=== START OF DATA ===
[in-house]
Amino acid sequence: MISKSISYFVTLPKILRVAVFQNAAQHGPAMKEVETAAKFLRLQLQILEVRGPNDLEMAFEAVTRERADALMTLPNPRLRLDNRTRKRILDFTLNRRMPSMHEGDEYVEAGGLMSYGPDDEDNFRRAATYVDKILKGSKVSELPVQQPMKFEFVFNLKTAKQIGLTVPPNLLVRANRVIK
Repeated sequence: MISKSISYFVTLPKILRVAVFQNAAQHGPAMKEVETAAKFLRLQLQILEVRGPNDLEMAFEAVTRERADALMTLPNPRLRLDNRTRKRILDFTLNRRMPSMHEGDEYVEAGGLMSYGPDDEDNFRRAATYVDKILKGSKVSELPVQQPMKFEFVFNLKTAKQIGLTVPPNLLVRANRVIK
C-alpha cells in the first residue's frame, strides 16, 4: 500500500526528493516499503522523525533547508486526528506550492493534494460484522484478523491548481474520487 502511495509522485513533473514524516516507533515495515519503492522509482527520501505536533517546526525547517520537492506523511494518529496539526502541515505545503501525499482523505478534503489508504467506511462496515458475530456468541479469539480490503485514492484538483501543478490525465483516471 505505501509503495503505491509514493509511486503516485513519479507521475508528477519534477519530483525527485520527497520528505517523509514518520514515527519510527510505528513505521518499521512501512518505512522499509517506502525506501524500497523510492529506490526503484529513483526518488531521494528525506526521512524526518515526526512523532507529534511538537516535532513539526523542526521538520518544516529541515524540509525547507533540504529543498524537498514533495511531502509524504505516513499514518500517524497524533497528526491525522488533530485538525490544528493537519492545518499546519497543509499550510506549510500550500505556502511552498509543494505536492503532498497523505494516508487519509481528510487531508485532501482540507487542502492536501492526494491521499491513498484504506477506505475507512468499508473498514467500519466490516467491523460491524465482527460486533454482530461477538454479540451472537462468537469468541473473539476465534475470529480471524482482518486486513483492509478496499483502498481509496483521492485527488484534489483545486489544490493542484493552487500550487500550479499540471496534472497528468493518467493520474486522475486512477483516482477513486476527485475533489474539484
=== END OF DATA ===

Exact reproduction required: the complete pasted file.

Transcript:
[in-house]
Amino acid sequence: MISKSISYFVTLPKILRVAVFQNAAQHGPAMKEVETAAKFLRLQLQILEVRGPNDLEMAFEAVTRERADALMTLPNPRLRLDNRTRKRILDFTLNRRMPSMHEGDEYVEAGGLMSYGPDDEDNFRRAATYVDKILKGSKVSELPVQQPMKFEFVFNLKTAKQIGLTVPPNLLVRANRVIK
Repeated sequence: MISKSISYFVTLPKILRVAVFQNAAQHGPAMKEVETAAKFLRLQLQILEVRGPNDLEMAFEAVTRERADALMTLPNPRLRLDNRTRKRILDFTLNRRMPSMHEGDEYVEAGGLMSYGPDDEDNFRRAATYVDKILKGSKVSELPVQQPMKFEFVFNLKTAKQIGLTVPPNLLVRANRVIK
C-alpha cells in the first residue's frame, strides 16, 4: 500500500526528493516499503522523525533547508486526528506550492493534494460484522484478523491548481474520487 502511495509522485513533473514524516516507533515495515519503492522509482527520501505536533517546526525547517520537492506523511494518529496539526502541515505545503501525499482523505478534503489508504467506511462496515458475530456468541479469539480490503485514492484538483501543478490525465483516471 505505501509503495503505491509514493509511486503516485513519479507521475508528477519534477519530483525527485520527497520528505517523509514518520514515527519510527510505528513505521518499521512501512518505512522499509517506502525506501524500497523510492529506490526503484529513483526518488531521494528525506526521512524526518515526526512523532507529534511538537516535532513539526523542526521538520518544516529541515524540509525547507533540504529543498524537498514533495511531502509524504505516513499514518500517524497524533497528526491525522488533530485538525490544528493537519492545518499546519497543509499550510506549510500550500505556502511552498509543494505536492503532498497523505494516508487519509481528510487531508485532501482540507487542502492536501492526494491521499491513498484504506477506505475507512468499508473498514467500519466490516467491523460491524465482527460486533454482530461477538454479540451472537462468537469468541473473539476465534475470529480471524482482518486486513483492509478496499483502498481509496483521492485527488484534489483545486489544490493542484493552487500550487500550479499540471496534472497528468493518467493520474486522475486512477483516482477513486476527485475533489474539484